Dioxins or other chloracnegens are absorbed into human body by direct contact, inhalation or ingestion. Generally the average concentration of TCDD in normal people is less than 10 ppt,8 while it is over several hundreds of ppt in patient with chloracne.9 Dioxin is stable and highly lipophilic, and its half-life in the human body is about 7~11 years.10
Most cases of chloracne have resulted from occupational and non-occupational exposures (environmental exposures). Non-occupational chloracne mainly resulted from contaminated industrial wastes, and contaminated food products.
In a study of 109 workers who had been engaged in the production of pentachlorophenol, chloracne among them had been noted since 1974. The prevalence of chloracne was 73.4% (80/109) in total and 95.2% (20/21) in a trichlorobenzene (TCB) tank area where dioxin and dibenzofurans levels were thousands of ppm.11 Another survey in 3,538 workers of a factory exposure to TCDD, 11% were found to have chloracne.12
In addition, a widely publicized example was the accident occurred at a chemical plant near Seveso of Italy in 1976. Two kilograms of TCDD were discharged into the atmosphere during an explosion and and 135 cases of chloracne were diagnosed among polluted 2,000 inhabitants (6.7%), most of them (88%) are children under 14-years-old, while healthy control is 0.1%.9 Another famous accident is the widespread ingestion of tainted rice cooking oil contaminated with PCBs in Yucheng in Taiwan, 17.5% have chloracne and healthy control is 1.3%;13 Examination of the skin in a group of 288 Vietnamese veterans with a remote (17–22 years) history of exposure to the herbicide known as Agent Orange revealed persistent chloracne lesions in 11.5% of these subjects.14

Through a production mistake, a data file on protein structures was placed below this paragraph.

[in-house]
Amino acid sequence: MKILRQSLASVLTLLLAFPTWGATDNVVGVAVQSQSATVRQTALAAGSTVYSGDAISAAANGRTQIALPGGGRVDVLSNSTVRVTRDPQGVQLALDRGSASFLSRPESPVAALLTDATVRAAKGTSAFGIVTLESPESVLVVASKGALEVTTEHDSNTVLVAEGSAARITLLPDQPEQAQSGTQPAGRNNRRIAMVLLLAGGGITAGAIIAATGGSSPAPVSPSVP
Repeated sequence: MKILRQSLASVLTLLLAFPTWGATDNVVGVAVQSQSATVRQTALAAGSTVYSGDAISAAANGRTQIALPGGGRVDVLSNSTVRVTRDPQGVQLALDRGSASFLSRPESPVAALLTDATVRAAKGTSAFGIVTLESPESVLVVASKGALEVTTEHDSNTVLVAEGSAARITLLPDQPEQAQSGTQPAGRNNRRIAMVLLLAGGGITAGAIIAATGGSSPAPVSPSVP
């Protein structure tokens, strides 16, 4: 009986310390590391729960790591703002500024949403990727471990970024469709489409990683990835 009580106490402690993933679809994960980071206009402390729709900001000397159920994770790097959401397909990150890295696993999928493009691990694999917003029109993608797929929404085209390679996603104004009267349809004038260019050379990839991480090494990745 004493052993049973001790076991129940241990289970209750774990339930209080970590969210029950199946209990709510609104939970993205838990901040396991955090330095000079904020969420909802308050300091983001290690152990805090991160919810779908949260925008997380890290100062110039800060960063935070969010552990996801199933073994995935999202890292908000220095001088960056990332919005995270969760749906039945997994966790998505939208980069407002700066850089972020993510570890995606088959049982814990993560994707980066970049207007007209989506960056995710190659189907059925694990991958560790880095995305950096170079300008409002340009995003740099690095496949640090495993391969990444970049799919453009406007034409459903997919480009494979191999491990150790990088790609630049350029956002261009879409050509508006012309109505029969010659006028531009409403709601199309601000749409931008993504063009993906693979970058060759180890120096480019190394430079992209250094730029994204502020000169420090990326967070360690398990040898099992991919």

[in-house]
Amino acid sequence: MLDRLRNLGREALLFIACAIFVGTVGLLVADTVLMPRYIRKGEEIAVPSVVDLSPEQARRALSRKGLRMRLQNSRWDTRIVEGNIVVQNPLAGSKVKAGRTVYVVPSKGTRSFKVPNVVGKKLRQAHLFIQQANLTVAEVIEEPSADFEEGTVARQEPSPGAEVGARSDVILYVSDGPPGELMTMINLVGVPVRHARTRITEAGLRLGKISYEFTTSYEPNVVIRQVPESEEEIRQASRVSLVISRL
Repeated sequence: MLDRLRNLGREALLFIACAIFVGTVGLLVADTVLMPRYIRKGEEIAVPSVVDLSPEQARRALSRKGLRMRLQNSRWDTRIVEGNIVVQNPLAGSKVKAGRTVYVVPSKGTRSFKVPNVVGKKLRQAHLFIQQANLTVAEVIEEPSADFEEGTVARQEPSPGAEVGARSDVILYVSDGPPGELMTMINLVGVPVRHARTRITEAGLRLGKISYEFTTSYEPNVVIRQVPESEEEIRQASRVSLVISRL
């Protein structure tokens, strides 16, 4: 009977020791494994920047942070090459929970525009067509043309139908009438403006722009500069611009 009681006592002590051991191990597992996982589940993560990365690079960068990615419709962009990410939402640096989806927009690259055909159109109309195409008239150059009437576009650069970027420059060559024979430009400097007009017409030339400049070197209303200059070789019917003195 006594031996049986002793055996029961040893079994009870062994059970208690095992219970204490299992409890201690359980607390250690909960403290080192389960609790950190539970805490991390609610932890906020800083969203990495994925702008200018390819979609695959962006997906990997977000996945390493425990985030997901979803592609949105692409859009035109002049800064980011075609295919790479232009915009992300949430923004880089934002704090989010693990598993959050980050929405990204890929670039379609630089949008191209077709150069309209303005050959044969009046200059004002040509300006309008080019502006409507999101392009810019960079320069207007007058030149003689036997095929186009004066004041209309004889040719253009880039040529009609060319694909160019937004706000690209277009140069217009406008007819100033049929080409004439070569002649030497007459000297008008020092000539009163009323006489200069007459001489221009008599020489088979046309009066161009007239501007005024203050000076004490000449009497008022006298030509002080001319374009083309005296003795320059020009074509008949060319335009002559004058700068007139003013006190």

Usually after exposure to chloracnegens, the first onset of chloracne is erythema or oedema on the face, then develop into non-inflammatory comedones and straw-colored cysts in a few days, occasionally pustules, non-infectious abscesses and scar can be seen.15
The distribution of the lesions of chloracne is characteristic. In the earlier time skin lesions appear on the face and neck, and later extend to trunk, exterimities, genitalia or other areas. Generally comedone appear more often on face and neck, especially the below and to the outer side of the eye (the so-called malar crescent) and in the postauricular triangles. The ear lobes, suboccipital hairline and groin are often involved. The cysts often appear on neck, shoulders, chest-back, penis, scrotum and axillary. The nose, perioral skin and supraorbital regions are usually spared. Increasing of cysts in number is a signal of aggravation of chloracne. Other skin lesions include decreased sebum secretion with skin xerosis, pigmentation, porphyrinopathy, hirsutism, skin thickening, palmoplantar hidrosis and palmoplantar hyperkeratotic. 15–17
Since chloracne is not only a skin disease but a systemic intoxical disease, so sometimes accompanied by other systemic symptoms such as fatigue, anorexia, neuropathy, impotence, dysfunction of liver function, hyperlipemia, anaemia, arthritis, thyromegaly and ophthalmitis.1
Chloracne is characterized by chronicity, which is because of that the chloracnegens are highly lipophilic and can remain in body fat for longer period. Normally from exposure to chloracnegens to the onset of clinical symptoms about 2–4 weeks, but after cessation of exposure it needs at least 2–3 yeas to recover, sometimes over 15–30 years.13,18 The severity of chloracne is related to intensity and duration of exposure, relative ‘chloracnegenic potency’ of the specific compound and individual susceptibility.7 Study showed that children (<8-years-old) and people with light hair color maybe more susceptible to the chloracnegens.8